The immense richness of Amazonian biodiversity is underutilized or unknown to global, national, and even local markets. The Amazon, with the world’s greatest biodiversity, has significant potential to support a vibrant and sustainable bioeconomy. Several local initiatives demonstrate this at a pilot scale, as does cosmetics company Natura on a larger scale. They work with local communities to harvest and process products from intact forests, making standing forests more valuable than those cleared for timber or agriculture. However, market signals and policy conditions currently favour deforestation over conservation and restoration. Current products derived from Amazonian genetic resources and germplasm are predominantly developed and marketed outside the region, generating value overseas instead of for local people. Policy frameworks and economic incentives are needed to scale up investment in research, technology, and innovation so that sustainable businesses can create value locally. A local cadre of scientists working at well-resourced research facilities based in the Amazon will be able to develop new Amazonian products and value chains, to be produced locally, returning value to local communities, building a sustainable economy, and addressing the region’s widespread inequality.

It is essential to develop an alternative socio-economic model that no longer relies on the supply of commodities or raw materials but instead is founded on the sustainable management of resources, adding technological value through transformation and innovations using existing and new technologies and, particularly, value aggregation that brings benefits for local and state economies and increase employment. Very limited public resources (e.g., technical support and credit) have been allocated to supporting the development and expansion of these complex systems that combine the management of diverse resources.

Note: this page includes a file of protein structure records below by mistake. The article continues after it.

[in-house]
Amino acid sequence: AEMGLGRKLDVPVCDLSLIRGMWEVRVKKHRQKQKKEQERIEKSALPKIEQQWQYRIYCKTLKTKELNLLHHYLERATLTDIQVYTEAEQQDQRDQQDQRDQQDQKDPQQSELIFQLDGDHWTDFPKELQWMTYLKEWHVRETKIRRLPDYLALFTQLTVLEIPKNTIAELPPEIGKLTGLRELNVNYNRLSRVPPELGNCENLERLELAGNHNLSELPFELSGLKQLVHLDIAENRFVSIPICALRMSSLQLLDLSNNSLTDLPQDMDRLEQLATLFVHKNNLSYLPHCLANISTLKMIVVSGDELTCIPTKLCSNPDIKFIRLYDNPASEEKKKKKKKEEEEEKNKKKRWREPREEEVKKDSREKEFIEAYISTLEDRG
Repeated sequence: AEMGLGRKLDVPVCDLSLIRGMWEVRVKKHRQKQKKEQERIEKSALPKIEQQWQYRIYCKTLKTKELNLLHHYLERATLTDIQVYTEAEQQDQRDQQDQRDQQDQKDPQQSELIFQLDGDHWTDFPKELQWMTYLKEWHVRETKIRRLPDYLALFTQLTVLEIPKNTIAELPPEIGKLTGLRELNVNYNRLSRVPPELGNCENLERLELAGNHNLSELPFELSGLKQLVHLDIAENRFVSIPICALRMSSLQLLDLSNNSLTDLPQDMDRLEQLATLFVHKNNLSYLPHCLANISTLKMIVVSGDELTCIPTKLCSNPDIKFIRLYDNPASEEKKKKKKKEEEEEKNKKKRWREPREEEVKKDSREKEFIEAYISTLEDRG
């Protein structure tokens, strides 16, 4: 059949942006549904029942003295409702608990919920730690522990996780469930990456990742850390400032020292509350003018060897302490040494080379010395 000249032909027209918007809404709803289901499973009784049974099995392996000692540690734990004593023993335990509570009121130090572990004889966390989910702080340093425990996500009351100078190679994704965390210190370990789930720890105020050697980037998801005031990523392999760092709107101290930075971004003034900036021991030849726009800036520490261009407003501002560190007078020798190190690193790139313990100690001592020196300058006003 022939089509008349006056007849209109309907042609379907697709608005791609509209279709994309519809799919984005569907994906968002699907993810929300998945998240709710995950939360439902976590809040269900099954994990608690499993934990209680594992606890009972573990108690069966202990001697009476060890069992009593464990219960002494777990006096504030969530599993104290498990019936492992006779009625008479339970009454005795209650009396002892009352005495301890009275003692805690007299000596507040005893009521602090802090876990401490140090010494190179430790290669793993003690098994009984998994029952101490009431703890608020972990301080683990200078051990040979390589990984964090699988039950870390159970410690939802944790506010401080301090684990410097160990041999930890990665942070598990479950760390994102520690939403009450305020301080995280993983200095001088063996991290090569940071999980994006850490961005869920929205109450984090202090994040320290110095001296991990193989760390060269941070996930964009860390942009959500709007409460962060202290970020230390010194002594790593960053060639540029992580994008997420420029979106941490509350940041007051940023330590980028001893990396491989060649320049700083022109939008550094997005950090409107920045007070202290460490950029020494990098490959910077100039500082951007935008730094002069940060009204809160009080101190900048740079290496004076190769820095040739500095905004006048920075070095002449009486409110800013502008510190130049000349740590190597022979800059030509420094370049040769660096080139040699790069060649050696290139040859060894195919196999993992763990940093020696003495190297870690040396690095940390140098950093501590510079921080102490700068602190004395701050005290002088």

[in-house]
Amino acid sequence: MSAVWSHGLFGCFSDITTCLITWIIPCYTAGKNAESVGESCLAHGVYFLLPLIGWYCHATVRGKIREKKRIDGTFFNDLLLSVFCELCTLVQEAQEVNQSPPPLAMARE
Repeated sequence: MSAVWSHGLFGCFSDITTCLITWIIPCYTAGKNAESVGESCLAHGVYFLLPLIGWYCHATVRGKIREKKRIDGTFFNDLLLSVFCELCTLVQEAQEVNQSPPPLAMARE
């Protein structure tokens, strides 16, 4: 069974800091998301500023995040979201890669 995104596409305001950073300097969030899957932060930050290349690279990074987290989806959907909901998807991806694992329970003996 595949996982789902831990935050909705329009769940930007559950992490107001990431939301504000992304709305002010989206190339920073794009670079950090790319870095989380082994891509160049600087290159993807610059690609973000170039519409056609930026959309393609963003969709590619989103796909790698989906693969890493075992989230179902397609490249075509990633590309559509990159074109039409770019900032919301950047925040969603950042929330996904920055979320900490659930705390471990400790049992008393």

Policy-makers, the finance and private sectors, civil society, and academia are made aware of the value of standing forests and flowing rivers in the Amazon and are inspired to lead the transition to a fair and sustainable bioeconomy based on science, and technology and innovation.